This section of the chapter comes when Nick goes to visit Gatsby, and, having heard so many different versions of Gatsby's background from the party the night before, receives Gatsby's version of his past. Gatsby says that he tells Nick "God's own truth," before proceeding to say that he was born to wealthy people in the Middle West and then educated in Oxford. Note how Nick responds to this revelation, and his reasoning for suspecting he is being lied to:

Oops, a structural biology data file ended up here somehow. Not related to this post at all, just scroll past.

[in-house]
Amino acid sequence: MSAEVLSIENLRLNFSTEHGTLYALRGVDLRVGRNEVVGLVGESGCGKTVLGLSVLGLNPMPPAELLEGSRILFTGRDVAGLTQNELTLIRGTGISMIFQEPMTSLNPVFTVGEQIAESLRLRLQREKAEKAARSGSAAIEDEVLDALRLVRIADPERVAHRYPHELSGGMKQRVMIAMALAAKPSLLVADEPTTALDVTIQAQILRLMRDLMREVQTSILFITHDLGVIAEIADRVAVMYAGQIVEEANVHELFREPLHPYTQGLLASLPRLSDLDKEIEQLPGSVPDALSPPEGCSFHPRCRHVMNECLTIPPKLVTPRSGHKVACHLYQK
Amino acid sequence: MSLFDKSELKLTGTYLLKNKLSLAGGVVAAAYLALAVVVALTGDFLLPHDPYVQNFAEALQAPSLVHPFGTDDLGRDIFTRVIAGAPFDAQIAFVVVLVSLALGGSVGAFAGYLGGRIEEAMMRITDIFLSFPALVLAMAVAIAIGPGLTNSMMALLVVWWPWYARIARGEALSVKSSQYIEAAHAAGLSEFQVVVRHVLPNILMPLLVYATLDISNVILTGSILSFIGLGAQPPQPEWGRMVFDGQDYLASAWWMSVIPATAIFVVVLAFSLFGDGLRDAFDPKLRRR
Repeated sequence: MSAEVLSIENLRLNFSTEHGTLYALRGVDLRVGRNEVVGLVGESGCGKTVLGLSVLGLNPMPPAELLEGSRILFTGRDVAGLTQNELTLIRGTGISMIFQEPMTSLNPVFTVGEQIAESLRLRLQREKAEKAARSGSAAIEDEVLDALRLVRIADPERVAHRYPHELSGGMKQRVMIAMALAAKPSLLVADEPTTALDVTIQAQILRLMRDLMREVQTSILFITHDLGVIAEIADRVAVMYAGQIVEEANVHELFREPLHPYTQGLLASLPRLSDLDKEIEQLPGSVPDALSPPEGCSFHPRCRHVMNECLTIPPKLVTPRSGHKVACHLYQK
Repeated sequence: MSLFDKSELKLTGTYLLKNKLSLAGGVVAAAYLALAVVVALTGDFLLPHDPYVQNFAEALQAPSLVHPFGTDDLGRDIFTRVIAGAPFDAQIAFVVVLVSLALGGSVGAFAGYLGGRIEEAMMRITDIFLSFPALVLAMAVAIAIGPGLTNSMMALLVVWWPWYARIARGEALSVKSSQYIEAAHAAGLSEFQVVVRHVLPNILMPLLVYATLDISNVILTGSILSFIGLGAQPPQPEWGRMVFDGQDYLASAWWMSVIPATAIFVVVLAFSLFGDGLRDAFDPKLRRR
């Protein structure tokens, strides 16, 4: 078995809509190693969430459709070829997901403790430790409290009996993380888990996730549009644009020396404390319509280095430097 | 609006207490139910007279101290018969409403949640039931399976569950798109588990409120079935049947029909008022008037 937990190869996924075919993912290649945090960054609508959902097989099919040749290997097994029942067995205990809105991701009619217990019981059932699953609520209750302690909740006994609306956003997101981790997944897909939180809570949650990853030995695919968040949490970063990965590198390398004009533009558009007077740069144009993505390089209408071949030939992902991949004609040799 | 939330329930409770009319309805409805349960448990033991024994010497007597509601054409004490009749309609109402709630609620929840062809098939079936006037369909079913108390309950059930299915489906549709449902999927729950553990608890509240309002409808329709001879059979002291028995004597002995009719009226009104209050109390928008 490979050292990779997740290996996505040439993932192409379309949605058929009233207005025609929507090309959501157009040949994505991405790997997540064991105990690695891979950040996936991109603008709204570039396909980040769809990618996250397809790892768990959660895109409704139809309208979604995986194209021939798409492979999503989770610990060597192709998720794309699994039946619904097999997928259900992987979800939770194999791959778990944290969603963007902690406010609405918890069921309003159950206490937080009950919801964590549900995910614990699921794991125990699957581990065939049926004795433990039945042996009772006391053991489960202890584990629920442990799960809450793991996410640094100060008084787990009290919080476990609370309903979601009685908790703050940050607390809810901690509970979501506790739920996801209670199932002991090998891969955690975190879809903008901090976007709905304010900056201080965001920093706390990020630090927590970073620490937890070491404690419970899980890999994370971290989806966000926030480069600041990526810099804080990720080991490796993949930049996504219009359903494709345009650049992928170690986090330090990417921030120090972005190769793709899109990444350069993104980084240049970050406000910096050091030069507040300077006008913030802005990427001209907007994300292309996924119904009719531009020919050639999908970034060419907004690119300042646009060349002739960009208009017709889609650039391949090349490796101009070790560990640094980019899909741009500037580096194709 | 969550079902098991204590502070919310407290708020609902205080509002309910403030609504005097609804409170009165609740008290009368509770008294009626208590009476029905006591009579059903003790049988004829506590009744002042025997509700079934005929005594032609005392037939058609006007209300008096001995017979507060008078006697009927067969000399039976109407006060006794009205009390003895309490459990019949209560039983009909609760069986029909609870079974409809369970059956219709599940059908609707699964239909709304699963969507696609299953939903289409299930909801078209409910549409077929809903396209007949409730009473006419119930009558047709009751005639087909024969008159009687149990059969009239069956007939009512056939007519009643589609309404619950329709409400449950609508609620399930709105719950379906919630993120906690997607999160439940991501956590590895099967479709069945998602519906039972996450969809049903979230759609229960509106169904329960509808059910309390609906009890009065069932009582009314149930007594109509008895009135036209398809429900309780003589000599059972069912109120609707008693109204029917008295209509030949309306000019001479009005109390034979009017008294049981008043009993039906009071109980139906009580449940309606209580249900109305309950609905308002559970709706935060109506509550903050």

He hurried the phrase "educated at Oxford," or swallowed it, or choked on it, as though it had bothered him before. And with this doubt, his whole statement fell to pieces, and I wondered if there wasn't something a little sinister about him, after all.
This quote is important because Fitzgerald uses it to highlight the ambiguity concerning Gatsby in Nick's mind. On the one hand, Gatsby is an inspirational, charismatic figure, but on the other hand, at various points in the text, Nick feels that the compromises Gatsby has made to become the "great" Gatsby make him "a little sinister." It is clear that this is not the only time that Nick feels lied to by Gatsby, and he struggles to assmilate this reality with the other reality of Gatsby in his mind.